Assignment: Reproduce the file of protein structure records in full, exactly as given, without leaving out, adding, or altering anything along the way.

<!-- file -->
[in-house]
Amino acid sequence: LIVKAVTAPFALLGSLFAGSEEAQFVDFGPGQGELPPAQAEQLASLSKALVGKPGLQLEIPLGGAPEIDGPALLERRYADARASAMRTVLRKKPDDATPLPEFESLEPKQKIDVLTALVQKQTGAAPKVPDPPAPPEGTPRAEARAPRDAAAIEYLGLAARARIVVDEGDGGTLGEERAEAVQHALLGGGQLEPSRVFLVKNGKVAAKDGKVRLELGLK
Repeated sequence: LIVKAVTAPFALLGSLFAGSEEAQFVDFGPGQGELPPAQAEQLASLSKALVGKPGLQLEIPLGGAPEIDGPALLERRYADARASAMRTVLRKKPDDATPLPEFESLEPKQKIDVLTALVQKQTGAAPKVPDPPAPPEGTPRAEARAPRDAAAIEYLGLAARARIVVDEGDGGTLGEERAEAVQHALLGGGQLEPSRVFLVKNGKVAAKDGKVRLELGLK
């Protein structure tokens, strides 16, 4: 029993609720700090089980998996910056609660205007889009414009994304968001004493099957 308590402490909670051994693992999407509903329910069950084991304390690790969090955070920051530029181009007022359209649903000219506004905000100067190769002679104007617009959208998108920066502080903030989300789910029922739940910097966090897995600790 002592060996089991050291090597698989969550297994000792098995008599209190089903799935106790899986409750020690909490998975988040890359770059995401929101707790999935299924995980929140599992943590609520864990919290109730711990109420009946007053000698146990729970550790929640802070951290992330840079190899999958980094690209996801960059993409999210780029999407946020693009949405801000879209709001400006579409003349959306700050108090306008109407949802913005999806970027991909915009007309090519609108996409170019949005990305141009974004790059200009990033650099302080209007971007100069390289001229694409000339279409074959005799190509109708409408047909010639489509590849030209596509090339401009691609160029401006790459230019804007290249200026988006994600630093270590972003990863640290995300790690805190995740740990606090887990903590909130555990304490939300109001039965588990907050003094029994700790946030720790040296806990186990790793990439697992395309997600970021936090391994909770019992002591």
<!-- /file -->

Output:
[in-house]
Amino acid sequence: LIVKAVTAPFALLGSLFAGSEEAQFVDFGPGQGELPPAQAEQLASLSKALVGKPGLQLEIPLGGAPEIDGPALLERRYADARASAMRTVLRKKPDDATPLPEFESLEPKQKIDVLTALVQKQTGAAPKVPDPPAPPEGTPRAEARAPRDAAAIEYLGLAARARIVVDEGDGGTLGEERAEAVQHALLGGGQLEPSRVFLVKNGKVAAKDGKVRLELGLK
Repeated sequence: LIVKAVTAPFALLGSLFAGSEEAQFVDFGPGQGELPPAQAEQLASLSKALVGKPGLQLEIPLGGAPEIDGPALLERRYADARASAMRTVLRKKPDDATPLPEFESLEPKQKIDVLTALVQKQTGAAPKVPDPPAPPEGTPRAEARAPRDAAAIEYLGLAARARIVVDEGDGGTLGEERAEAVQHALLGGGQLEPSRVFLVKNGKVAAKDGKVRLELGLK
């Protein structure tokens, strides 16, 4: 029993609720700090089980998996910056609660205007889009414009994304968001004493099957 308590402490909670051994693992999407509903329910069950084991304390690790969090955070920051530029181009007022359209649903000219506004905000100067190769002679104007617009959208998108920066502080903030989300789910029922739940910097966090897995600790 002592060996089991050291090597698989969550297994000792098995008599209190089903799935106790899986409750020690909490998975988040890359770059995401929101707790999935299924995980929140599992943590609520864990919290109730711990109420009946007053000698146990729970550790929640802070951290992330840079190899999958980094690209996801960059993409999210780029999407946020693009949405801000879209709001400006579409003349959306700050108090306008109407949802913005999806970027991909915009007309090519609108996409170019949005990305141009974004790059200009990033650099302080209007971007100069390289001229694409000339279409074959005799190509109708409408047909010639489509590849030209596509090339401009691609160029401006790459230019804007290249200026988006994600630093270590972003990863640290995300790690805190995740740990606090887990903590909130555990304490939300109001039965588990907050003094029994700790946030720790040296806990186990790793990439697992395309997600970021936090391994909770019992002591």